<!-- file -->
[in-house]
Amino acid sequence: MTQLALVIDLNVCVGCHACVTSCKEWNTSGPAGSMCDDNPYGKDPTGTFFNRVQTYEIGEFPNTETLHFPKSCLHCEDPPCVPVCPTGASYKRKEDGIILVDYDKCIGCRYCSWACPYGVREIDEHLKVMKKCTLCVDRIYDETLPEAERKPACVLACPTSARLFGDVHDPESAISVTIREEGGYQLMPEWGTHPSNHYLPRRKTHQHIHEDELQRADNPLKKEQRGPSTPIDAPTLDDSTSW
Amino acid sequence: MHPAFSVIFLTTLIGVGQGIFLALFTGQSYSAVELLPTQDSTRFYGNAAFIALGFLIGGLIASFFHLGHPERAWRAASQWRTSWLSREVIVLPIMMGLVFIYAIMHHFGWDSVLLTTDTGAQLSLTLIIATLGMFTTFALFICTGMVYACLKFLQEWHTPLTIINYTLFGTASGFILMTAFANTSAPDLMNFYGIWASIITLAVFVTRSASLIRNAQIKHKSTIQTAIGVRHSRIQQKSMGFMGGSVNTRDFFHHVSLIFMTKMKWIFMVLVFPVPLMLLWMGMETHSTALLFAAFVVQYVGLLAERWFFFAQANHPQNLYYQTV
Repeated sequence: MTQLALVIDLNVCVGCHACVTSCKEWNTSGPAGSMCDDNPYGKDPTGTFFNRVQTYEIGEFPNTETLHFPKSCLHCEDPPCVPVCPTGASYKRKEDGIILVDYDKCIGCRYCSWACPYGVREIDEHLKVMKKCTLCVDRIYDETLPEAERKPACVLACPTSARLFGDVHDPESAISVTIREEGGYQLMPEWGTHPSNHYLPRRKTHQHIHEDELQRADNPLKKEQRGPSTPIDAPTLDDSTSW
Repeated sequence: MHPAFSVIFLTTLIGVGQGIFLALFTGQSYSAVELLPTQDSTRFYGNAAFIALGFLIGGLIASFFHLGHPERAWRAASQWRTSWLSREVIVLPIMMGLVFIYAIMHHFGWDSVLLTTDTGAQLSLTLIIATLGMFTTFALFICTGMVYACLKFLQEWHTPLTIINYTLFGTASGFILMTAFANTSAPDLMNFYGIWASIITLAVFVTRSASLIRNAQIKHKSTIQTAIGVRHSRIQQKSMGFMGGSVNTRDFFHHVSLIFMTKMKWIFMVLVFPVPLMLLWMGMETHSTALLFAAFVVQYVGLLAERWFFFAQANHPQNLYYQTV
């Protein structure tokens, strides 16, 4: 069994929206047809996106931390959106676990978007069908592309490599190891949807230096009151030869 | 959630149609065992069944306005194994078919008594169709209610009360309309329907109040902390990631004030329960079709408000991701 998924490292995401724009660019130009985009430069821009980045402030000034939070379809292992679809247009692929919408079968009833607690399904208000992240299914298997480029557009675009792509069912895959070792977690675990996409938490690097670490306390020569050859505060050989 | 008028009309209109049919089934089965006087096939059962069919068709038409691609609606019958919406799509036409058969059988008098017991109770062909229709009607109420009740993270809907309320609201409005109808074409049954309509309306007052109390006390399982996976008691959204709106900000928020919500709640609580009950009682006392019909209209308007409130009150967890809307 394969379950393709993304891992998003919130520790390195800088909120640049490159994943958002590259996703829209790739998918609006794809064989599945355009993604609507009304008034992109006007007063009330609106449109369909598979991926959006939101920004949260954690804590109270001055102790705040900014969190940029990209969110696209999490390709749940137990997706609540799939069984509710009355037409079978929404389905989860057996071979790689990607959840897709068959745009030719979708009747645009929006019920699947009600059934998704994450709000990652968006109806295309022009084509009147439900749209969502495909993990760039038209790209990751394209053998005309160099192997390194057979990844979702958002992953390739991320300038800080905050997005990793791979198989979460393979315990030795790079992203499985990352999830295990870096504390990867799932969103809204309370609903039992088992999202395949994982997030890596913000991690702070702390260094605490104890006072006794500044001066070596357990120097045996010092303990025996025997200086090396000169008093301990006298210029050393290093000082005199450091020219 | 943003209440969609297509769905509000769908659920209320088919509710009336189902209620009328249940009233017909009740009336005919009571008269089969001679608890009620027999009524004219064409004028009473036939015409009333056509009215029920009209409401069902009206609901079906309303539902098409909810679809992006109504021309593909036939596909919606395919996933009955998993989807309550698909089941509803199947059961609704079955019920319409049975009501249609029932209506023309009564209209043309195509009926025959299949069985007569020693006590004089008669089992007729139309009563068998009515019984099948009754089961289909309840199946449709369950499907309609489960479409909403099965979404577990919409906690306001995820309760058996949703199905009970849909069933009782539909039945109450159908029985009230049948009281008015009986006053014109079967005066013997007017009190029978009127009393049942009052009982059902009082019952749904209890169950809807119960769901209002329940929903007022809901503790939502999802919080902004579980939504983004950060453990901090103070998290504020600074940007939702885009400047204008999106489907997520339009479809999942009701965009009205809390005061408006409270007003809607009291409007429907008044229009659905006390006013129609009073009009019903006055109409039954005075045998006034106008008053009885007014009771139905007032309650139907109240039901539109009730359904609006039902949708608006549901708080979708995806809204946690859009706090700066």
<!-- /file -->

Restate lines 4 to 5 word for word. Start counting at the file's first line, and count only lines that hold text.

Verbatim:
Repeated sequence: MTQLALVIDLNVCVGCHACVTSCKEWNTSGPAGSMCDDNPYGKDPTGTFFNRVQTYEIGEFPNTETLHFPKSCLHCEDPPCVPVCPTGASYKRKEDGIILVDYDKCIGCRYCSWACPYGVREIDEHLKVMKKCTLCVDRIYDETLPEAERKPACVLACPTSARLFGDVHDPESAISVTIREEGGYQLMPEWGTHPSNHYLPRRKTHQHIHEDELQRADNPLKKEQRGPSTPIDAPTLDDSTSW
Repeated sequence: MHPAFSVIFLTTLIGVGQGIFLALFTGQSYSAVELLPTQDSTRFYGNAAFIALGFLIGGLIASFFHLGHPERAWRAASQWRTSWLSREVIVLPIMMGLVFIYAIMHHFGWDSVLLTTDTGAQLSLTLIIATLGMFTTFALFICTGMVYACLKFLQEWHTPLTIINYTLFGTASGFILMTAFANTSAPDLMNFYGIWASIITLAVFVTRSASLIRNAQIKHKSTIQTAIGVRHSRIQQKSMGFMGGSVNTRDFFHHVSLIFMTKMKWIFMVLVFPVPLMLLWMGMETHSTALLFAAFVVQYVGLLAERWFFFAQANHPQNLYYQTV